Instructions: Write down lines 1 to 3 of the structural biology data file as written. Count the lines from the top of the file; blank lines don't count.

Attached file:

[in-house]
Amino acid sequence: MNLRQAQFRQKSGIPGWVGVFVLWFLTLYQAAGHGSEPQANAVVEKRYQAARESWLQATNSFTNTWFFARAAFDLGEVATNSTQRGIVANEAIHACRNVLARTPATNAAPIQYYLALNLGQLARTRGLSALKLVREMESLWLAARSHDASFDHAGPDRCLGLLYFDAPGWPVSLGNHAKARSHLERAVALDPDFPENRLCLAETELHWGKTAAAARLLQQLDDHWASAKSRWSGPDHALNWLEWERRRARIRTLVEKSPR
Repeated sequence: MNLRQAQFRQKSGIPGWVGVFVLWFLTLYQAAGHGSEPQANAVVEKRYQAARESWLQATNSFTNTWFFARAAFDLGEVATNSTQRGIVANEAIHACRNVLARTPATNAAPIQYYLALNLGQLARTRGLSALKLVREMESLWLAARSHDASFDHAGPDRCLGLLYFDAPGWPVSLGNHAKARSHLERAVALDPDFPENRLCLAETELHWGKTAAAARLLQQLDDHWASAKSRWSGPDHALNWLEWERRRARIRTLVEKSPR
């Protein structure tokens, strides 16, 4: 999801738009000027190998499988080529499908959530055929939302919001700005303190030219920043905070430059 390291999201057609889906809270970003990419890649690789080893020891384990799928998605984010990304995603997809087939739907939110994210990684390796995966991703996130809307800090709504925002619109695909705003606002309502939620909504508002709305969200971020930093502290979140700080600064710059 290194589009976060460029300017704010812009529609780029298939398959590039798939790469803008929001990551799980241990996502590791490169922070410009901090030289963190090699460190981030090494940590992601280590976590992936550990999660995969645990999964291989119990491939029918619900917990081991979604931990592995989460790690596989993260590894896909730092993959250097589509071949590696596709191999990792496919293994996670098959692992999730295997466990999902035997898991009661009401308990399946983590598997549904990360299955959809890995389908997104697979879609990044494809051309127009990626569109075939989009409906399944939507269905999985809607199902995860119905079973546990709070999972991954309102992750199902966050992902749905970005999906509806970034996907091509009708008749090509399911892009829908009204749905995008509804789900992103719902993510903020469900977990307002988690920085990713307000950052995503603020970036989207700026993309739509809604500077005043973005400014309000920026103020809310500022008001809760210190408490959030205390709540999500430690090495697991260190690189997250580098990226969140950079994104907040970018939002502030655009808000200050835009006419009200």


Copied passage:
[in-house]
Amino acid sequence: MNLRQAQFRQKSGIPGWVGVFVLWFLTLYQAAGHGSEPQANAVVEKRYQAARESWLQATNSFTNTWFFARAAFDLGEVATNSTQRGIVANEAIHACRNVLARTPATNAAPIQYYLALNLGQLARTRGLSALKLVREMESLWLAARSHDASFDHAGPDRCLGLLYFDAPGWPVSLGNHAKARSHLERAVALDPDFPENRLCLAETELHWGKTAAAARLLQQLDDHWASAKSRWSGPDHALNWLEWERRRARIRTLVEKSPR
Repeated sequence: MNLRQAQFRQKSGIPGWVGVFVLWFLTLYQAAGHGSEPQANAVVEKRYQAARESWLQATNSFTNTWFFARAAFDLGEVATNSTQRGIVANEAIHACRNVLARTPATNAAPIQYYLALNLGQLARTRGLSALKLVREMESLWLAARSHDASFDHAGPDRCLGLLYFDAPGWPVSLGNHAKARSHLERAVALDPDFPENRLCLAETELHWGKTAAAARLLQQLDDHWASAKSRWSGPDHALNWLEWERRRARIRTLVEKSPR